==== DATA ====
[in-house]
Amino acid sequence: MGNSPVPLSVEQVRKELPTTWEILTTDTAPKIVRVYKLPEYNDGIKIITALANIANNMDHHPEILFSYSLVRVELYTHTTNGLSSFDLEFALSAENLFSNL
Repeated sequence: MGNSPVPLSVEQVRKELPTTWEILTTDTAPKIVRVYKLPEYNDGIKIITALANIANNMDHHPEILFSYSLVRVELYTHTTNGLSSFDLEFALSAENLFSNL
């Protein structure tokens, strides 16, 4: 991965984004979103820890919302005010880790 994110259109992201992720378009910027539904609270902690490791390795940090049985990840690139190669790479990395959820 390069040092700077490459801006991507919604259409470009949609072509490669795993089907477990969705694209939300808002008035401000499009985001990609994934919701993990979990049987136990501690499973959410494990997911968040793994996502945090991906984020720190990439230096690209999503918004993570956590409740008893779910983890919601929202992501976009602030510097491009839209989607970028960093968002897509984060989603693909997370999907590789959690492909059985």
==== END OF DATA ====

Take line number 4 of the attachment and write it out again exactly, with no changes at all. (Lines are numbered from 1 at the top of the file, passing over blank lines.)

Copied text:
């Protein structure tokens, strides 16, 4: 991965984004979103820890919302005010880790 994110259109992201992720378009910027539904609270902690490791390795940090049985990840690139190669790479990395959820 390069040092700077490459801006991507919604259409470009949609072509490669795993089907477990969705694209939300808002008035401000499009985001990609994934919701993990979990049987136990501690499973959410494990997911968040793994996502945090991906984020720190990439230096690209999503918004993570956590409740008893779910983890919601929202992501976009602030510097491009839209989607970028960093968002897509984060989603693909997370999907590789959690492909059985």